Sunday, January 4, 2009
Interview with Keri Wyatt Kent on REST: Living in Sabbath Simplicity
Today I would like to welcome Keri Wyatt Kent as she stops by on her blog tour for her newest book, REST. Keri was kind enough to answer a few questions about the Sabbath that will give you a taste of the wisdom found in the book.
1. What is Sabbath, and what is its purpose? What do you mean by Sabbath Simplicity?
Sabbath, first and foremost, is a gift from our loving God. He invites us to take a day to rest from our labor, so that we might engage in relationship with Him and with others. Its purpose is to refresh us physically and spiritually, to celebrate our freedom, to draw us close to God, and yet to remind us that we are not God. God commanded us to Sabbath, to stop. But Sabbath-keeping is also a spiritual practice or discipline. All disciplines, (like prayer, solitude, etc.) create some space for God in our lives. Just as we have a lot of latitude in other practices (we can pray any number of ways, for example), we have freedom in how we practice Sabbath. My book offers a lot of ideas, and real-life examples, of how to approach this life-giving practice. Sabbath Simplicity is a sanely-paced, God-focused life. It’s a lifestyle that includes the practice of Sabbath-keeping, but goes beyond just taking a day off. In a way, it’s living out what Jesus told us to do in Matthew 6:33: Seek first His kingdom and His righteousness, and all these things will be given to you as well. Sabbath Simplicity seeks God first.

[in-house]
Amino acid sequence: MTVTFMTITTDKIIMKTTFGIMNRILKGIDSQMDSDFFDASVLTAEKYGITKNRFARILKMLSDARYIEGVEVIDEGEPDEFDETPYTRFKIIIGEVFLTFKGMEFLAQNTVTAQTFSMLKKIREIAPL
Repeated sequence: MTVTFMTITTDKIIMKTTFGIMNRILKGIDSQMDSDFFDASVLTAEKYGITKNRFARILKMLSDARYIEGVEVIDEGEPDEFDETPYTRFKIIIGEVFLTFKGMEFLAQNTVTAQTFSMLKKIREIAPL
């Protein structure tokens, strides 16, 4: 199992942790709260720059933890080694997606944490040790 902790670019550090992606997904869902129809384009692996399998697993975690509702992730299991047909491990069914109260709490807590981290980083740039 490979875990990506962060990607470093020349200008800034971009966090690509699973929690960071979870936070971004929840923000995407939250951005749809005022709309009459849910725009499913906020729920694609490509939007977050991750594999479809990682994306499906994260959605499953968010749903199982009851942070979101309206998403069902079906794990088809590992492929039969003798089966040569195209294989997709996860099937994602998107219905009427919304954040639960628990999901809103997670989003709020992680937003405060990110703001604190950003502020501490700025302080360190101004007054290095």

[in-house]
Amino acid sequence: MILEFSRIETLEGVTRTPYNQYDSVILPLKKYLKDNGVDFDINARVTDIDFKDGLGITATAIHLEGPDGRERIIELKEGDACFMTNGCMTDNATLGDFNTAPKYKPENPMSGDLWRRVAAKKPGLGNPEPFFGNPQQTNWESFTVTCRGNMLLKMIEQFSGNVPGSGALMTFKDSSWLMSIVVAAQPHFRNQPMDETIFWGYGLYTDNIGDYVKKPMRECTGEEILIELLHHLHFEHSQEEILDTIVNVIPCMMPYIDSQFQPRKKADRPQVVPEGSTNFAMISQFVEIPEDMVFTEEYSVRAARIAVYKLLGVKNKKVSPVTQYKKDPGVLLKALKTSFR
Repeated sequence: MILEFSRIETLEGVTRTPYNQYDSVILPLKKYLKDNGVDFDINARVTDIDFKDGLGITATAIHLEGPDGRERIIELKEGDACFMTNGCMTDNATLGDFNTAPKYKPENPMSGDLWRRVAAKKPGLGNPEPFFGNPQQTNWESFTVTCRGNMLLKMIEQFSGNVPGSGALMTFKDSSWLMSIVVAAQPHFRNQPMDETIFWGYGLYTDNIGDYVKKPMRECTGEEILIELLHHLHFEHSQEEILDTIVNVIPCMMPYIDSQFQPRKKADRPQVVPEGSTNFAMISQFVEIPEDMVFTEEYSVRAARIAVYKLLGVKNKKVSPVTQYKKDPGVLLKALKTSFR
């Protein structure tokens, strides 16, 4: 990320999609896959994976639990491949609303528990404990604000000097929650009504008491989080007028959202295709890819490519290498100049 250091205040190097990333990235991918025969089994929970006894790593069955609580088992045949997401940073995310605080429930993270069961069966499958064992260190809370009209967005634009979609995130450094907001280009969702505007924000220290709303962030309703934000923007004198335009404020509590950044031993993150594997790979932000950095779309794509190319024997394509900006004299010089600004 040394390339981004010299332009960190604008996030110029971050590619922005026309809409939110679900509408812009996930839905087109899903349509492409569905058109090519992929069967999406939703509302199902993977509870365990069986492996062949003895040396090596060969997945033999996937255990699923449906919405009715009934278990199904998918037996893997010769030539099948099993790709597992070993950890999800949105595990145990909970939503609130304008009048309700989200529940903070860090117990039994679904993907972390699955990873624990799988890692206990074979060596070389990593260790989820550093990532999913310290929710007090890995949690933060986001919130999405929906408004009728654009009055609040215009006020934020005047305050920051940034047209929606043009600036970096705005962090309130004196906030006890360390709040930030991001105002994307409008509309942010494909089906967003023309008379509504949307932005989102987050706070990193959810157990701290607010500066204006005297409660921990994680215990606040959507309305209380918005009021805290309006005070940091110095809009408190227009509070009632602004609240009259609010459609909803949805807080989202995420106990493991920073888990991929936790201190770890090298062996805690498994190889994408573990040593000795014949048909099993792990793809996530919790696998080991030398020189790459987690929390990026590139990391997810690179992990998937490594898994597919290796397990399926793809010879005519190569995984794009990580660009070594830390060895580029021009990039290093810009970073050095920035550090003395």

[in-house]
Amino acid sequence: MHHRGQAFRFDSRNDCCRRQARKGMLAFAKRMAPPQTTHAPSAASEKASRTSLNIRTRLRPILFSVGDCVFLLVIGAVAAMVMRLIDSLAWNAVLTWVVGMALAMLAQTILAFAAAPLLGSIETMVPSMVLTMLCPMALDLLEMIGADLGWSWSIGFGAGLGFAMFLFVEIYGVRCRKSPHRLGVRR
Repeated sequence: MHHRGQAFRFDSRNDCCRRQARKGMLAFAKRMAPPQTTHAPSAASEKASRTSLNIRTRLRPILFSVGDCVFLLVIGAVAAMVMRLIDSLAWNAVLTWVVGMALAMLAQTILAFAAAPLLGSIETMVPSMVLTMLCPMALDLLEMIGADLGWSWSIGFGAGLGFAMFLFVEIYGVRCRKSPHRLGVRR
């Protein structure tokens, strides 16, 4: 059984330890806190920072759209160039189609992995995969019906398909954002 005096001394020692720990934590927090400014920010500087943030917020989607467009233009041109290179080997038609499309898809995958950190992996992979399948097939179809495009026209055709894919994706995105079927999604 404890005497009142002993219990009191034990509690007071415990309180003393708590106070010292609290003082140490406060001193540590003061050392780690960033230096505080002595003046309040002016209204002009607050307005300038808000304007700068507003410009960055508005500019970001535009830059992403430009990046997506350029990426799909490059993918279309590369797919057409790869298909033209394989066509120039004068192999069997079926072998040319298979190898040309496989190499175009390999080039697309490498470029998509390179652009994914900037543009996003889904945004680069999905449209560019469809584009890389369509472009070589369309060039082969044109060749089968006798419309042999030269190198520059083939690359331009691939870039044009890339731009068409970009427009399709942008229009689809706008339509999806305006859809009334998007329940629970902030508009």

2. How does practicing the Sabbath in today’s busy society differ from the ancient concept of the Sabbath? Why is it so different? Why is it still important?
The ancient Jewish Sabbath had very strict boundaries, but within those boundaries, there was freedom and relationship. The Torah and traditions prohibited what was known as melachah, work that is creative or exercises dominion over your environment. There were 39 specific tasks, such as reaping, lighting a fire, etc., that correlated to the 39 tasks needed to build the temple. Jesus, Lord of the Sabbath, gave us a new way of following the ancient law. Jesus reminded us that the law was originally meant to invite us into relationship with God. While the Bible makes it clear that we are saved by grace, and not by the law, God’s law still remains a great way to live—as long as we don’t get legalistic or think keeping certain rules will save us. It’s important for many reasons, which I cover in the book. But here’s just one key reason: it allows us to experience the unconditional love of God in a physical, tangible way. It’s one thing to say he loves us even when we are not accomplishing or performing. But if we never actually stop performing, how can we experience that unconditional love? It allows us to say yes, with our bodies and our schedules, to Jesus invitation in Matthew 11:28: “Come to me, you who are weary and burdened, and I will give you rest.” Sabbath is not so much something you “do” as a gift you receive.
3. You have a chapter in the book about how Sabbath connects Christians to the Jewish roots of their faith. Why is that important?